An easy-care shrub in its native growing area, laurel sumac is a great choice for those looking for an attractive plant that’s both carefree and tolerant of wildlife. Let’s learn more about this fascinating bush.
What is Laurel Sumac?
Native to North America, laurel sumac (Malosma laurina) is an evergreen shrub found in the coastal sage and chaparral along the coasts of Southern California and the Baja California Peninsula. The plant was named for its resemblance to bay laurel, but the two trees are unrelated.
Laurel sumac reaches heights of 15 feet (5 m.). Clusters of tiny white flowers, similar to lilacs, bloom in late spring and summer. The leathery, fragrant leaves are shiny green, but the leaf edges and tips are bright red year round. Clusters of tiny white fruit ripen in late summer and remain on the tree well into winter.
Laurel Sumac Uses
Like many plants, laurel sumac was put to good use by Native Americans, who dried the berries and ground them into flour. A tea made from the bark was used to treat dysentery and certain other conditions.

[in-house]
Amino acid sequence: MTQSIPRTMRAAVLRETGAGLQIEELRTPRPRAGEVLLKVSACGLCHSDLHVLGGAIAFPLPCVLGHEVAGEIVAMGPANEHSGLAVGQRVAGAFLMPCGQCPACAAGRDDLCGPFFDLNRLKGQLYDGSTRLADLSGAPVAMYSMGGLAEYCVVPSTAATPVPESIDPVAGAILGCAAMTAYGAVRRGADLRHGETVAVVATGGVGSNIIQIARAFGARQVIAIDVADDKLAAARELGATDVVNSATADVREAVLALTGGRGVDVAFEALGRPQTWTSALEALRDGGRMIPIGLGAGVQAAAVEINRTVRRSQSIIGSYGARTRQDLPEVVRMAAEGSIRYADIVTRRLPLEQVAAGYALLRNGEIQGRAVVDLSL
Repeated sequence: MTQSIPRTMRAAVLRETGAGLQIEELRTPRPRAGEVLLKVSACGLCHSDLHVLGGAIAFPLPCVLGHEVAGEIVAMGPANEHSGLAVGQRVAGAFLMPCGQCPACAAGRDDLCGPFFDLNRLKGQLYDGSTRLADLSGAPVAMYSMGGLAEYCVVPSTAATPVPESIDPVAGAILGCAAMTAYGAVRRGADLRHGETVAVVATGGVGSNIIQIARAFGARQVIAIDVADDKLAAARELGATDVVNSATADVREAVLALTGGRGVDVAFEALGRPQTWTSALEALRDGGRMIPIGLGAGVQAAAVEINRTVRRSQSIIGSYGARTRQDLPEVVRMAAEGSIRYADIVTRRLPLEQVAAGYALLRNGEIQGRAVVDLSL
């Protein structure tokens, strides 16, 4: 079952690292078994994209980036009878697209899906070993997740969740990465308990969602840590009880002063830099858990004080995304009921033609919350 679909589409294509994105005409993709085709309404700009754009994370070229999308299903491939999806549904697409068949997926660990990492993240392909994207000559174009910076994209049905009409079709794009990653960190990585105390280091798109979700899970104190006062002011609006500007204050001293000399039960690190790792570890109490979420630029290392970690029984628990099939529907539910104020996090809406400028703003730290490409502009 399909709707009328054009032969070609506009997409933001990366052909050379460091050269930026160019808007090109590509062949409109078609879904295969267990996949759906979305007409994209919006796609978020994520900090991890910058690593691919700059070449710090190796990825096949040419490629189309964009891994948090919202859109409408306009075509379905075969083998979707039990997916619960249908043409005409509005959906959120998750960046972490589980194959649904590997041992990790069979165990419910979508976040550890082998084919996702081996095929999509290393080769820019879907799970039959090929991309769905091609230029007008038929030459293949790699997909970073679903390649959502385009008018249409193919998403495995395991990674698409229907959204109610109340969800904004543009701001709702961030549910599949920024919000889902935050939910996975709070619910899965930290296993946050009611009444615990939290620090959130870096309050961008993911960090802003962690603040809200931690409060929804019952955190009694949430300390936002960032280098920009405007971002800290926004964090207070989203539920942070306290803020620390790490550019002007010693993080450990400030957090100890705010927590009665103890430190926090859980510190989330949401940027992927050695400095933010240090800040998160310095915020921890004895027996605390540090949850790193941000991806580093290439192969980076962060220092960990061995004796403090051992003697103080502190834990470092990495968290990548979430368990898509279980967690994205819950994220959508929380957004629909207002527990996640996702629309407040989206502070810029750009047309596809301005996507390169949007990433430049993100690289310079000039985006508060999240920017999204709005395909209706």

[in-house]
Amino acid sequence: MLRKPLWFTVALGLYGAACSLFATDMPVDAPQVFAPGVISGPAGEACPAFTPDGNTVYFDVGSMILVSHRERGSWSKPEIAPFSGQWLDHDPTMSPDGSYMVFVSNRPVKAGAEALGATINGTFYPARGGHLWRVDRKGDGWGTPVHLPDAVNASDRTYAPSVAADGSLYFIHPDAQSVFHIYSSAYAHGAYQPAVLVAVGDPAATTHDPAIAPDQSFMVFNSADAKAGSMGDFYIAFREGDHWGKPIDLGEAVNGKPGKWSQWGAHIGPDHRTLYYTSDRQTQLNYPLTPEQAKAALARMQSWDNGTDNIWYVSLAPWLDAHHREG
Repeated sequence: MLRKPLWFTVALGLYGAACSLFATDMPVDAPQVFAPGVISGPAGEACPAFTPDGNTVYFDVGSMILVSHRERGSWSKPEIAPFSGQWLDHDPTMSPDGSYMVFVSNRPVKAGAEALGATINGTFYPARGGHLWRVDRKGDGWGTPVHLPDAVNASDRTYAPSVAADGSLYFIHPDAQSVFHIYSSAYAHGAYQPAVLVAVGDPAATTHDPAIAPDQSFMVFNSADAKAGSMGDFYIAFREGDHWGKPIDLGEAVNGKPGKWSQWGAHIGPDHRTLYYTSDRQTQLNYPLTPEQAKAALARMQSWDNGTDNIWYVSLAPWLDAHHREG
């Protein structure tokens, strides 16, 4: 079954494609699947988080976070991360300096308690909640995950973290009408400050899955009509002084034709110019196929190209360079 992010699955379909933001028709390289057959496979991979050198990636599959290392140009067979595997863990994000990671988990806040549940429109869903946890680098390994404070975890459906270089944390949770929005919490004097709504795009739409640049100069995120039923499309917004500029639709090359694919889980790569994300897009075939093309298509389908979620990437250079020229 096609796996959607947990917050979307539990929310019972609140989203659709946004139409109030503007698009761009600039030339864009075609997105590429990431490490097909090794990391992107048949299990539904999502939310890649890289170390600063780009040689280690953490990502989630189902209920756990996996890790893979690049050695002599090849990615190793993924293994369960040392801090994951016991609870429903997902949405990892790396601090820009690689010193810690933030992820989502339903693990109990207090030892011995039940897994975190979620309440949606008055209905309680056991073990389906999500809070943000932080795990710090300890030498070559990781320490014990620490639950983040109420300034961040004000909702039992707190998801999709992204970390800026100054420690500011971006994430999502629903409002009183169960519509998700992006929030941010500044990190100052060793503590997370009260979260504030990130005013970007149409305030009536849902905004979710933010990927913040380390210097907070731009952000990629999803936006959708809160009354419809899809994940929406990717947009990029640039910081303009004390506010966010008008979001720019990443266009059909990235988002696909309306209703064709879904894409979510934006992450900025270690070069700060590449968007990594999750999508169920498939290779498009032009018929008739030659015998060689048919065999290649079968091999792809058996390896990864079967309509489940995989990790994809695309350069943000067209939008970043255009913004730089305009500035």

According to California history, early orange growers planted trees where laurel sumac grew because the presence of laurel sumac guaranteed the young citrus trees wouldn’t be nipped by frost.
Today, laurel sumac is used mostly as a landscape plant in chaparral gardens. This drought-tolerant shrub is attractive to birds, wildlife, and beneficial insects. It generally isn’t damaged by deer or rabbits either.
How to Grow a Laurel Sumac
Growing laurel sumac is easy in the mild climates of USDA plant hardiness zones 9 and 10. This plant is not frost-tolerant. Here is some basic growing information for laurel sumac care:
Nearly any soil works well for growing laurel sumac, including clay or sand. Laurel sumac is happy in partial shade or full sunlight.
Water laurel sumac regularly throughout the first growing season. Thereafter, supplemental irrigation is needed only when summers are particularly hot and dry.
Laurel sumac generally requires no fertilizer. If growth seems weak, provide a general-purpose fertilizer once every year. Don’t fertilize in late summer or fall.